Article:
Maine Coons with SMA typically enjoy a lifespan of around 8 or 9 years. The disease gets worse in older age, potentially causing trouble breathing, eating, and lethargy.
SMA is passed down in a recessive fashion. This means the offspring of two cats with the genes responsible for SMA will likely develop the disease. Be sure that your breeder is testing their breeding cats through DNA and NOT using any cats that carry the SMA gene in their program.
Polycystic Kidney Disease
Polycystic Kidney Disease (PKD) is an inherited disease. An affected Maine Coon is born with malignant, or noncancerous cysts in the kidneys. These cysts grow as the cat ages, often slowly. Early signs, like an increase in thirst and blood in the urine, mimic other kidney and urinary conditions.
Age of Onset
PKD is present at birth, but a cat may not show signs until middle age, or 7 to 8 years old. It is tested for with ultrasound or genetic screening.
PKD has no official or specific treatment because the ways it impacts cats vary. There is no cure. Supportive treatments include a special diet, medication, and fluid therapy.
By the age of 7, Maine Coons typically show clinical signs of PKD like frequent urination, weight loss, increased thirst, fatigue, and vomiting. With supportive care and medication, they may live a few more years.
PKD is an autosomal dominant genetic disease. Only one parent must have the faulty gene responsible for this condition for offspring to be affected. Be sure that your breeder is testing their breeding cats through DNA and NOT using any cats that carry the PKD gene in their program.
Hip dysplasia is most often seen in dogs, but it also affects large purebred cats at high rates as well. This condition is characterized by the malformation of the hips joints and later development of arthritis. Symptoms include a limp that worsens with age, difficulty jumping or exercising, fatigue, stiffness, and muscle weakness or loss of muscle mass in the back legs.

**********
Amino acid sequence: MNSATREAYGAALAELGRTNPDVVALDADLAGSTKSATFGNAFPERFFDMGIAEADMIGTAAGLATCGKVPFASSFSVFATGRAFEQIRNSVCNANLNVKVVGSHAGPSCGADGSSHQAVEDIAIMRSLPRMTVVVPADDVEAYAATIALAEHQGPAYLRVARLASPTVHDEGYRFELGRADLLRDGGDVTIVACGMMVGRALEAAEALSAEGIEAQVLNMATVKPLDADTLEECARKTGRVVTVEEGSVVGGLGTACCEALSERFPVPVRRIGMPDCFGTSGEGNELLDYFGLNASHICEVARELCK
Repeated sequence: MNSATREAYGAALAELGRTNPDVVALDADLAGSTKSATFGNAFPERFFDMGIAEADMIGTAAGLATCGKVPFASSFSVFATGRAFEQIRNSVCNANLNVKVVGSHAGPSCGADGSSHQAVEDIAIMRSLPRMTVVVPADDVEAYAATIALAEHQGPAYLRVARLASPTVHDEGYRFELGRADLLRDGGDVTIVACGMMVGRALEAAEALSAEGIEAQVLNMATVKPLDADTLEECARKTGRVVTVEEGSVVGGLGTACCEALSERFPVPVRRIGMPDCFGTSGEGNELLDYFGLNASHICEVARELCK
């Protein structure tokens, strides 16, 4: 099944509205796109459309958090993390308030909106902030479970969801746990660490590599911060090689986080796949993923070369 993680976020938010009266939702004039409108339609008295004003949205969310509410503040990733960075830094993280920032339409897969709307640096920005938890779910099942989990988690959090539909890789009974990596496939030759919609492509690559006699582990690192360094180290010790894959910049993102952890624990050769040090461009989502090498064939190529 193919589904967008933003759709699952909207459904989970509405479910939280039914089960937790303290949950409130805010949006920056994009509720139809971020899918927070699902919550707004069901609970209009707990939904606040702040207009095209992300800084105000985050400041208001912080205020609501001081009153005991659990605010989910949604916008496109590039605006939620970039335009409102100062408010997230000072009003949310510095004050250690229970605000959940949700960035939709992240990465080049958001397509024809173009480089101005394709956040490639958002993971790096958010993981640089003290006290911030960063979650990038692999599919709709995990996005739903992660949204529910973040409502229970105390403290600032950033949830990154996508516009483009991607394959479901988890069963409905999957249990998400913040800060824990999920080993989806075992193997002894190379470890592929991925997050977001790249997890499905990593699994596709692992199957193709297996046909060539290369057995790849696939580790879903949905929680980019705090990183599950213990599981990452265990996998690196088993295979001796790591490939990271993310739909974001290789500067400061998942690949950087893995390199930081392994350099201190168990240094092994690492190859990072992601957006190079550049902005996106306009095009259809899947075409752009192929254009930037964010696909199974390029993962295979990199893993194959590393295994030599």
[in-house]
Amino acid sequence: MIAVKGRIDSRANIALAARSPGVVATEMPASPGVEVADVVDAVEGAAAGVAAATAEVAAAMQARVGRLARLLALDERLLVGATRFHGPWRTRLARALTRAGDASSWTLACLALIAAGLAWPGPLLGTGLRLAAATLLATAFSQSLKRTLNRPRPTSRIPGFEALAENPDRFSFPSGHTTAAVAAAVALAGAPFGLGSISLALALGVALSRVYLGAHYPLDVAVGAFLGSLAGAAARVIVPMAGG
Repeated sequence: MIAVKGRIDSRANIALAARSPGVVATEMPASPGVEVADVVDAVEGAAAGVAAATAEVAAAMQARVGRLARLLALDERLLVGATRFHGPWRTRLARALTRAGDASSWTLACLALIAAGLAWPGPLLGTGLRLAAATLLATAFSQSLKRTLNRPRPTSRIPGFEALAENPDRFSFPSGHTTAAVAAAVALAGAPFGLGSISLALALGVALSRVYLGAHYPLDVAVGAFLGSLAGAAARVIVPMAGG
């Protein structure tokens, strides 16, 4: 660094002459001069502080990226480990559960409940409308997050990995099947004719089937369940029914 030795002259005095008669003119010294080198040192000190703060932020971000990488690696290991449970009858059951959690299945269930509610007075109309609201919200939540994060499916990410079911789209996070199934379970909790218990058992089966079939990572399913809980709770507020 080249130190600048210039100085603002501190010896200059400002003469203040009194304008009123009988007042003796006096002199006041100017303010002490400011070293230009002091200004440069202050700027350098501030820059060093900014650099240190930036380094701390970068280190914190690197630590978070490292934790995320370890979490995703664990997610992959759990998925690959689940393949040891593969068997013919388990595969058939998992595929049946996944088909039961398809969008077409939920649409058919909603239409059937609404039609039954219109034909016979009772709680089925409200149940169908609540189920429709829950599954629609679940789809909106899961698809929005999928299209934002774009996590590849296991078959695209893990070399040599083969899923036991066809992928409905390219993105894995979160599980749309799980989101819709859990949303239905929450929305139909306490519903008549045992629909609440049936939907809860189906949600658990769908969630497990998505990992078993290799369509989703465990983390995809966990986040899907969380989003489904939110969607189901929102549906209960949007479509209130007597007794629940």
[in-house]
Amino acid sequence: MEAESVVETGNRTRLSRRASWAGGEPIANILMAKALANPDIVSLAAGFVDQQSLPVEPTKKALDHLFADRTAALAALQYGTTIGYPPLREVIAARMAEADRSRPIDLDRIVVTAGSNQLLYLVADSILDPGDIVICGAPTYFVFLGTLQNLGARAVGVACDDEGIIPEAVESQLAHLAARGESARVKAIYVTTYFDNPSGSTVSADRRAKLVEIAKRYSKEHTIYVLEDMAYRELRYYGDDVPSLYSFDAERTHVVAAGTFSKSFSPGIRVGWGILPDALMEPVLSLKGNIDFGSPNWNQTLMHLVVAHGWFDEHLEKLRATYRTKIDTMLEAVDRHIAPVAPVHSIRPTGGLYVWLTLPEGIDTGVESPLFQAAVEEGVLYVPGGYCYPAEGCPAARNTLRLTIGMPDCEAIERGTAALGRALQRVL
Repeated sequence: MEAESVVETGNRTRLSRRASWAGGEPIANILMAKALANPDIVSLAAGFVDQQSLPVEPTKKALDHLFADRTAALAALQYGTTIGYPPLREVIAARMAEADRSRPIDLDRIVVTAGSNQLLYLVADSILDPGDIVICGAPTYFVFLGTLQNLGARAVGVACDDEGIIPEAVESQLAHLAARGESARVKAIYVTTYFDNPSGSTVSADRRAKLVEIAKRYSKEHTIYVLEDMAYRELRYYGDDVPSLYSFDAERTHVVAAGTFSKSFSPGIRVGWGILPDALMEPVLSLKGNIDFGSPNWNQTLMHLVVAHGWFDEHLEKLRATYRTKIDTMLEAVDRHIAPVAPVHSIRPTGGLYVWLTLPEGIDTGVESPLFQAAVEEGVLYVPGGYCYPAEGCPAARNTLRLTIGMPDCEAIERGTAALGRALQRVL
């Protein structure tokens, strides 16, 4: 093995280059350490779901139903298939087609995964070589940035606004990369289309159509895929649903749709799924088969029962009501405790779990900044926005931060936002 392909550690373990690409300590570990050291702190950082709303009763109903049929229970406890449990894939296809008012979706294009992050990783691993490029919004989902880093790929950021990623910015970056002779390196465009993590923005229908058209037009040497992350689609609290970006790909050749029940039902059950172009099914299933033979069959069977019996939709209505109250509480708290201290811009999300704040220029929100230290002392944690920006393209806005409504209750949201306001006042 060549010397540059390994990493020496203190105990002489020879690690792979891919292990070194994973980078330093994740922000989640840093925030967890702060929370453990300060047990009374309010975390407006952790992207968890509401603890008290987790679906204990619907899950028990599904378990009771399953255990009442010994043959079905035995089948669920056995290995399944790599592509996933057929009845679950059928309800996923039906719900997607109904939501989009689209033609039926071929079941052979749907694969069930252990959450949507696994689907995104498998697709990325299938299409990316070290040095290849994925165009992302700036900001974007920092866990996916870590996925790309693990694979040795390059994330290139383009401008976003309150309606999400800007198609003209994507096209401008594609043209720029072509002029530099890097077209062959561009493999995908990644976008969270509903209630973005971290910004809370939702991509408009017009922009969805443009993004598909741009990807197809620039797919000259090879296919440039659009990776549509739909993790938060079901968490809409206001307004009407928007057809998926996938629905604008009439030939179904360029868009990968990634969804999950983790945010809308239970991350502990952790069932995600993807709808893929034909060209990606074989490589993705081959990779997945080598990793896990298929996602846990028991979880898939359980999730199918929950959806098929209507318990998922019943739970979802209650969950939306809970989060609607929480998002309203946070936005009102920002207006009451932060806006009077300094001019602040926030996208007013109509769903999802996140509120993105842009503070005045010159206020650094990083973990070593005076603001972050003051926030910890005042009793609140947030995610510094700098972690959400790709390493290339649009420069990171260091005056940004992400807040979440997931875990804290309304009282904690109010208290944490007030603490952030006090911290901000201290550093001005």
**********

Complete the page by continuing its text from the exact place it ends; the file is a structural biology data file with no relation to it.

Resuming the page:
Age of Onset
Hip dysplasia is present at birth, but it is rare for a cat to show any signs until later in life. Factors like age, body mass, and activity level play a part in the progression.
Treatment for hip dysplasia in cats includes surgery, including total hip replacement, to improve movement, stability, and pain. Management of weight, nutritional supplements, and medication to reduce inflammation and help with pain are also common types of care.
Hip dysplasia is a degenerative condition and gets more severe with age. With the right treatments, regular vet visits, and supportive care, you can live a happy life.
Maine Coons are one of the largest domestic cat breeds. This is a potential factor that makes them more likely to inherit and pass on hip dysplasia. Studies suggest that around 20% of large purebreds are susceptible. With the risk of hip dysplasia in Maine Coons, it’s not always favorable to breed for size (i.e. the “biggest” Maine Coon you can find). Be mindful of the average sizes of males and females. While giant Maine Coons are cool to look at, you don’t want to compromise health for size in the long run.
Regarding Maine Coon Health Issues, Knowledge is Power
When it comes to the above Maine Coon health issues, it’s best to be prepared. By understanding the conditions your Maine Coon is at risk for, you can work on combatting the conditions. You can also be very selective and choose the most reputable Maine Coon breeder that you can find to obtain your kitten from. While you may not be able to cure them, acting early can increase a cat’s quality of life and may even extend its life by several years or more.
It should be the ultimate goal of every breeder to use only the healthiest most robust cats in their breeding program. It certainly is my number one goal! While nothing is guaranteed, it’s nice to know that everything that could be done in the beginning to try to prevent any issues is being done. Just like the wonderful parents who adopt our kittens, I want my kittens to live their longest, healthiest and happiest life.